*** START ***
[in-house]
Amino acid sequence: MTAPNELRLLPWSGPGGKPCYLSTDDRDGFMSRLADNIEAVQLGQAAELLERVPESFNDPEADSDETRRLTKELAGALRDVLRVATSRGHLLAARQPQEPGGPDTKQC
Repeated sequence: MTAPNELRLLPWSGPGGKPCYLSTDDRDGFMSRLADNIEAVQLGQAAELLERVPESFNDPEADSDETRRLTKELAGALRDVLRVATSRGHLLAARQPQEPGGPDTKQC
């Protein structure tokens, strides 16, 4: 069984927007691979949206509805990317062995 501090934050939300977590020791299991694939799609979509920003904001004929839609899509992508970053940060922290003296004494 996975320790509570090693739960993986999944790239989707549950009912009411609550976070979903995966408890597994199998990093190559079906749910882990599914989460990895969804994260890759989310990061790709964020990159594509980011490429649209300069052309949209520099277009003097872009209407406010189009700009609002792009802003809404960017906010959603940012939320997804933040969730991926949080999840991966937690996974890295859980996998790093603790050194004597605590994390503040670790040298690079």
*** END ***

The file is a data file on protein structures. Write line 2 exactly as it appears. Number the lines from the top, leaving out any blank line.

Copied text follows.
Amino acid sequence: MTAPNELRLLPWSGPGGKPCYLSTDDRDGFMSRLADNIEAVQLGQAAELLERVPESFNDPEADSDETRRLTKELAGALRDVLRVATSRGHLLAARQPQEPGGPDTKQC